Many of us who grew up loving the Smiths have rather shelved that affection in recent years. Many of us, being lily-livered liberals, have rather taken against Morrissey’s politics and his public support for the far-right For Britain party. Even those inclined to agree with him might have tired of his unrelenting self-pity and his inability to say anything nice about anyone, ever. Yes, we’ve still got lovely Johnny Marr playing the songs in his solo shows, but with the greatest goodwill in the world — and Marr gets granted the greatest goodwill in the world by being such an obviously decent fella — he’s no one’s idea of a great singer. If only there were some way those songs could be performed by someone who can really sing, backed by a band who can really play them.
Which is how we ended up with ‘Never Gonna Give You Up’ hitmaker Rick Astley — a Smiths fan in his teens — fronting the hugely successful young indie band Blossoms for two shows at which they performed nothing but the songs of the Smiths: a terrible joke gone wonderfully right. In a year like this has been, it doesn’t take a lot to make a show seem special — What? Modern Romance will be performing ‘Ay Ay Ay Ay Moosey’ on amplified combs and spoons? Count me in! — but this was an evening of quite astonishing joy: wholly uncynical on the part of both performers and audience. I saw the actual Smiths a couple of times as a teenager, and this was more fun than I ever had watching them.
Astley pitched things exactly right: he was gently self-deprecating; he allowed himself the occasional florid gesture in performance, but he spoke of having wanted to sing these songs since his teens, and he delivered them perfectly — making all those unexpected leaps into falsetto that Morrissey used to, and allowing his rich, warm voice to wrap itself around those gloriously unrock lyrics: ‘I dreamt about you last night/And I fell out of bed twice/ You can pin and mount me/ Like a butterfly’. Blossoms, using three guitars at times, gave the music the oomph of the recorded versions rather than the sometimes scratchy sound the Smiths had live.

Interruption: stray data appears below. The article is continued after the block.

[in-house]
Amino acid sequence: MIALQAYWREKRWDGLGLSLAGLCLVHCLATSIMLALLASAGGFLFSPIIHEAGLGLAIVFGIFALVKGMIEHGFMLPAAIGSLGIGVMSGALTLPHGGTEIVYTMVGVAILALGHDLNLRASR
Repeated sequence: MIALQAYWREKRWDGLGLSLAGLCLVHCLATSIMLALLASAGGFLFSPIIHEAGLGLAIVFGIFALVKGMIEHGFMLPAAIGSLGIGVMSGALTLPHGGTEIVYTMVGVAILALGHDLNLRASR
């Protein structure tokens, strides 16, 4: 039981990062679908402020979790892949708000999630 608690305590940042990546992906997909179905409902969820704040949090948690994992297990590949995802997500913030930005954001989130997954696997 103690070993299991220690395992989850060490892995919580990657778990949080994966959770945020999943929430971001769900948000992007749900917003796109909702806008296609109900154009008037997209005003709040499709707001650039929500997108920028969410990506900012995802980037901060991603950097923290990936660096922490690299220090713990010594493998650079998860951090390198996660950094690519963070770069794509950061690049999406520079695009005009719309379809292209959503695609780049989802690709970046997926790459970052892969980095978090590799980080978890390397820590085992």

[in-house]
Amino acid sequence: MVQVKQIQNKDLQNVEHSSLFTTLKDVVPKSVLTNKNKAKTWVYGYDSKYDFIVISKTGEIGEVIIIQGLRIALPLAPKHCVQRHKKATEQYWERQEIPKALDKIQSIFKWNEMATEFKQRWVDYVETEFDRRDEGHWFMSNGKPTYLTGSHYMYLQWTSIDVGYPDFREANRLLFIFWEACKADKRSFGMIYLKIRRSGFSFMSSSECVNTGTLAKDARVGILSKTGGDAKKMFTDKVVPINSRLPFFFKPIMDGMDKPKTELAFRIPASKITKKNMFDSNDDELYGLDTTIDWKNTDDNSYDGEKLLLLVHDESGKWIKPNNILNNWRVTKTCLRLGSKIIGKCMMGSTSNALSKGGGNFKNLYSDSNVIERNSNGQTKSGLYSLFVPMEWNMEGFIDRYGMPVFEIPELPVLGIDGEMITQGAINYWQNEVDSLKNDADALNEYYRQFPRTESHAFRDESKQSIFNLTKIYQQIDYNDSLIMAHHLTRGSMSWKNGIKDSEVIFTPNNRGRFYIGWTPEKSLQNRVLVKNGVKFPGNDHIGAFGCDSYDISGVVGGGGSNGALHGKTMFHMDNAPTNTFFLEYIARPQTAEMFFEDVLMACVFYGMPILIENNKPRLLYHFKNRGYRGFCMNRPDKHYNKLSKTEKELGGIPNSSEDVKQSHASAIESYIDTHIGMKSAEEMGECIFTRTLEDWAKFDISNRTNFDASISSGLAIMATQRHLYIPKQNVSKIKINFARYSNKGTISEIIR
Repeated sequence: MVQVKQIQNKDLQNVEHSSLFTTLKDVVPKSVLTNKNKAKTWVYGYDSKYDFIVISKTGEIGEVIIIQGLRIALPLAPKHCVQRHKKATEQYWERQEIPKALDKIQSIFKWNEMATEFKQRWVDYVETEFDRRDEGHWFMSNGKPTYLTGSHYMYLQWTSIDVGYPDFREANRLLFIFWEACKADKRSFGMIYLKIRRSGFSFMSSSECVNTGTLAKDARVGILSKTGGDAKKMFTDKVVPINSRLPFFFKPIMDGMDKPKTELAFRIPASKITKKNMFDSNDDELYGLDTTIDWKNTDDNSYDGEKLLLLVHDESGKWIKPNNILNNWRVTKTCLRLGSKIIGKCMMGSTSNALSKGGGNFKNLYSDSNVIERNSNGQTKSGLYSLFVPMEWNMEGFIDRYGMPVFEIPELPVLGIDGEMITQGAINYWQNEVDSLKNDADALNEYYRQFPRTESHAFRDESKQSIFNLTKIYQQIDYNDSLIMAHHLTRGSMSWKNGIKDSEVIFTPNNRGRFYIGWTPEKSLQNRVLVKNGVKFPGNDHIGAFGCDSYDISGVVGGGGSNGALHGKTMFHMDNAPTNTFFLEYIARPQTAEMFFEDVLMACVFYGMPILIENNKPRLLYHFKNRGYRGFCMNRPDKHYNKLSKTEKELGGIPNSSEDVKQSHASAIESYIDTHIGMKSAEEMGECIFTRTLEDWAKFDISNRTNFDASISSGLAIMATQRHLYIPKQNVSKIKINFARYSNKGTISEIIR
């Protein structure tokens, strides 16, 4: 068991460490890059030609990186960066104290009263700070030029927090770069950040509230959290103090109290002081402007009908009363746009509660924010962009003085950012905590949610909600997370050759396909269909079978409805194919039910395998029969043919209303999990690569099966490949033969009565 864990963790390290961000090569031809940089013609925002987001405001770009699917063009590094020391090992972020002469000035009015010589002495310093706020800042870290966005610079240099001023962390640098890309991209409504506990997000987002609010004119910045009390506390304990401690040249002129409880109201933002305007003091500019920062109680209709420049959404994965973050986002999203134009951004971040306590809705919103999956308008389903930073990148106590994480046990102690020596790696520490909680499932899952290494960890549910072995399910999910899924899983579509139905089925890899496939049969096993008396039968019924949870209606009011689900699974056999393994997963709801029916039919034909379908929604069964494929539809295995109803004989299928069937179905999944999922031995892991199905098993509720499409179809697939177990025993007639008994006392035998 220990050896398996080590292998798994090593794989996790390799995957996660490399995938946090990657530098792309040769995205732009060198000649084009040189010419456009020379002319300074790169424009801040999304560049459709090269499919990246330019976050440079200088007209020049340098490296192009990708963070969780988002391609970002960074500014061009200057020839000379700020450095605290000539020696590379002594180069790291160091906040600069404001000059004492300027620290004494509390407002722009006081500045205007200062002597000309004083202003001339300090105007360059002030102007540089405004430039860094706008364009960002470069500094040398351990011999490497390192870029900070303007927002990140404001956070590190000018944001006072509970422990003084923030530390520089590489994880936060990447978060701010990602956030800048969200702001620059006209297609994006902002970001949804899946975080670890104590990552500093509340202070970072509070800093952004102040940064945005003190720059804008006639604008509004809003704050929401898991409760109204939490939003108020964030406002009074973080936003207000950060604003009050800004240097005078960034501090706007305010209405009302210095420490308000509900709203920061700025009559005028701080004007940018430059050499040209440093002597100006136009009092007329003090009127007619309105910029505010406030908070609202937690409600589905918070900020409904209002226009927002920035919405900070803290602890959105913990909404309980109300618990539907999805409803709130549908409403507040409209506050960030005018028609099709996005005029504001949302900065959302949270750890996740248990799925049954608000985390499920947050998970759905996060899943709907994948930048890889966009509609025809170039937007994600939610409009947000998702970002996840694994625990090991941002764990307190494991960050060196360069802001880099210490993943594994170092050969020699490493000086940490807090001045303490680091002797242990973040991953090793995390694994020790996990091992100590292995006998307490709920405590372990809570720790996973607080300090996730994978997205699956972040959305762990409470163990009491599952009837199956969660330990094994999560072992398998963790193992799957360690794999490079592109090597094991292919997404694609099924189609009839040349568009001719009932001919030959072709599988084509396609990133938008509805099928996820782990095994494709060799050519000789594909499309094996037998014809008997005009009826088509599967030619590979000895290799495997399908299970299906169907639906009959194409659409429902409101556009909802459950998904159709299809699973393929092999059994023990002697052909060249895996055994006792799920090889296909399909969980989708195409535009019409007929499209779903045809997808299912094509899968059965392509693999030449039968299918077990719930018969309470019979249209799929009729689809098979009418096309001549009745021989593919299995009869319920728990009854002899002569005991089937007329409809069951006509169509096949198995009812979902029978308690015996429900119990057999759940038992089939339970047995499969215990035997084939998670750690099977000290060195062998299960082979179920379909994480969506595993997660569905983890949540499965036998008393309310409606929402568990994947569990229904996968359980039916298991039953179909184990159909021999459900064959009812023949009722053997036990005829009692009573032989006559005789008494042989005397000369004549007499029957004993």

I might quibble with the setlist — does anyone really need ‘Well I Wonder’ or ‘Girlfriend in a Coma’? — but I had no other criticisms. Instead I kept thinking how good everyone was: ooh, yes, Charlie Salt, you’re making those basslines pop! And Josh Dewhurst, how are you getting your guitar to sound so simultaneously fractured and fluid? I was a sceptic at first, but this miracle worked.
This run of shows extended only to two, and I can’t imagine there’s much incentive to turn it into a regular thing, but equally I’d be surprised if there weren’t more, because everyone in the room seemed to be having the night of their life. If you ever liked the Smiths, don’t miss it if it comes round again.
At heart, the Astley/Blossoms show was an old-fashioned working men’s club show: family entertainer sings someone else’s old hits. The show by Billy Nomates — the stage name of a young woman named Tor Maries — was equally a working men’s club show. Not only was it nothing more than a singer with a backing tape in front of a tinselly backdrop, but the Moth Club is a former servicemen’s club (and one of the most atmospheric little rooms in London). All you needed was Peter Kay and we could have been in Phoenix Nights.
Maries has something, I’m just not quite sure what. She’s been championed by Sleaford Mods, and there’s some of their furious absurdism in her, especially when she’s rapping along to skeletal backing. But she can also sing well, and in a rather unexpected way: she phrases like an American MOR singer, which gives this DIY music an unusually creamy, lush tone. This is what Pat Benatar might have sounded like, if every single aspect of her life had been different. It all came together on ‘Hippy Elite’, on which Marie almost crooned her disdain for wealthy do-gooders: ‘If I could only quit my job I’d join the hippy elite/ Hug a tree for me, hug a tree for me.’
She danced as though she were boxing, skipping across the stage, arms jabbing, which was fitting, because the tone of her lyrics is constant sparring. At the moment, it feels a little obvious, but in that space between singing and sparring there’s room for something unusual to grow. She’s great, and once the material matches her talents she can achieve anything.
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